In the Short-Time Fourier Transform, which implements a uniform
FIR filter bank (Chapter 9), each FFT bin can be regarded as one
sample of the filter-bank output in one channel. It is elementary
that summing adjacent filter-bank signals sums the corresponding
pass-bands to create a wider pass-band. Summing adjacent FFT bins in
the STFT, therefore, synthesizes one sample from a wider pass-band
implemented using an FFT. This is essentially how a constant-Q
transform is created from an FFT in  (using a
different frequency-weighting, or ``smoothing kernel''). However,
when making a filter bank, as opposed to only a transform used for
spectrographic purposes, we must be able to step the FFT through time
and compute properly sampled time-domain filter-bank signals.
Summing STFT Bins
The wider pass-band created by adjacent-channel summing requires a higher sampling rate in the time domain to avoid aliasing. As a result, the maximum STFT ``hop size'' is limited by the widest pass-band in the filter bank. For audio filter banks, low-frequency channels have narrow bandwidths, while high-frequency channels are wider, thereby forcing a smaller hop size for the STFT. This means that the low-frequency channels are heavily oversampled when the high-frequency channels are merely adequately sampled (in time) [30,88]. In an octave filter-bank, for example, the top octave, occupying the entire upper half of the spectrum, requires a time-domain step-size of no more than two samples, if aliasing of the band is to be avoided. Each octave down is then oversampled (in time) by an additional factor of 2.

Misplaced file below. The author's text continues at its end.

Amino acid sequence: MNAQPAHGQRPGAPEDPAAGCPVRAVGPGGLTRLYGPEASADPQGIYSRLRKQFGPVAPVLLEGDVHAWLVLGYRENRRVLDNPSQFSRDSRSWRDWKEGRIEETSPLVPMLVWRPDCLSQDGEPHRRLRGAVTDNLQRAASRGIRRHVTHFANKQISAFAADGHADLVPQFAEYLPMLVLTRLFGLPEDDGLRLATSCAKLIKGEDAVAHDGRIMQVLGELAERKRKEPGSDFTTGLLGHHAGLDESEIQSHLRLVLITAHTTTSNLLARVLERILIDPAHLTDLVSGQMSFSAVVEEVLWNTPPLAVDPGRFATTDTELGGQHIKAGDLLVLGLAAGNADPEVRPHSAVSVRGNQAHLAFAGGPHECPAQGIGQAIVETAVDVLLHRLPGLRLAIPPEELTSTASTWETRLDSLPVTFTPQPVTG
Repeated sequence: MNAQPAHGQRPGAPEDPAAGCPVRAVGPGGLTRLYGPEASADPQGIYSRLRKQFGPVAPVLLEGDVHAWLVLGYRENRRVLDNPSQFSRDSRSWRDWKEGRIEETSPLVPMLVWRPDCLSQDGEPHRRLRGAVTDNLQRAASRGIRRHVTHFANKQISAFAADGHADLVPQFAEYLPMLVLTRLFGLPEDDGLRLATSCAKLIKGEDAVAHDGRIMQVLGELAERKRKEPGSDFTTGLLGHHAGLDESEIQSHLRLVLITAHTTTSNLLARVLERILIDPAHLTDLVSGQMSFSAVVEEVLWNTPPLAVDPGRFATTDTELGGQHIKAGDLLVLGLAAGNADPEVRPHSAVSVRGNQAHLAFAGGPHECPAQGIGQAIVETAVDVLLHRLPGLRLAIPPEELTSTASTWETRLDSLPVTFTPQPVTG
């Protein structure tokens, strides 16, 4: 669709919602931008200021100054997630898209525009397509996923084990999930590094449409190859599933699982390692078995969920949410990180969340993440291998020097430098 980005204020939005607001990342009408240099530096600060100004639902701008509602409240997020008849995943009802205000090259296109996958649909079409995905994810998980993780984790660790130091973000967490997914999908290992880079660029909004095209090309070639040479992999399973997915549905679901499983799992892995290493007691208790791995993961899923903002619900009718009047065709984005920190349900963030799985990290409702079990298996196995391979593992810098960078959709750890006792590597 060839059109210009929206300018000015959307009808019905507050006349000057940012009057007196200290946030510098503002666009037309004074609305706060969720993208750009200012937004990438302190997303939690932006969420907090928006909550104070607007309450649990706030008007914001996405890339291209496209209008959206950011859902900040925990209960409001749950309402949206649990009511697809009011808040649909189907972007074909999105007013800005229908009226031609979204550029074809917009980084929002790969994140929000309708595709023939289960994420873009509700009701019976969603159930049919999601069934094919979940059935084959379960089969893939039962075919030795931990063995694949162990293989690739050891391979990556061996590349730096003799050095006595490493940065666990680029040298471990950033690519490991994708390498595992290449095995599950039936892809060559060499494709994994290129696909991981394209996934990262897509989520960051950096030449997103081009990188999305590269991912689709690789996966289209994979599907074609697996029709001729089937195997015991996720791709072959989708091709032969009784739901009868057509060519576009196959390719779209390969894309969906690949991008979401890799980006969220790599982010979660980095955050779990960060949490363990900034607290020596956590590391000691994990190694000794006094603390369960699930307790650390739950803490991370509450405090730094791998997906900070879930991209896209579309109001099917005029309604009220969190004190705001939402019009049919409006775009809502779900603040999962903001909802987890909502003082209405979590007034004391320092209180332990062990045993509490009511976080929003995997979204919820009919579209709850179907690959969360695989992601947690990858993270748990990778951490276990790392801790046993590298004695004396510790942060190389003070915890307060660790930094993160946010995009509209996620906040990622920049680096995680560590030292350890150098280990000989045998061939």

Inverse Transforming STFT Bin Groups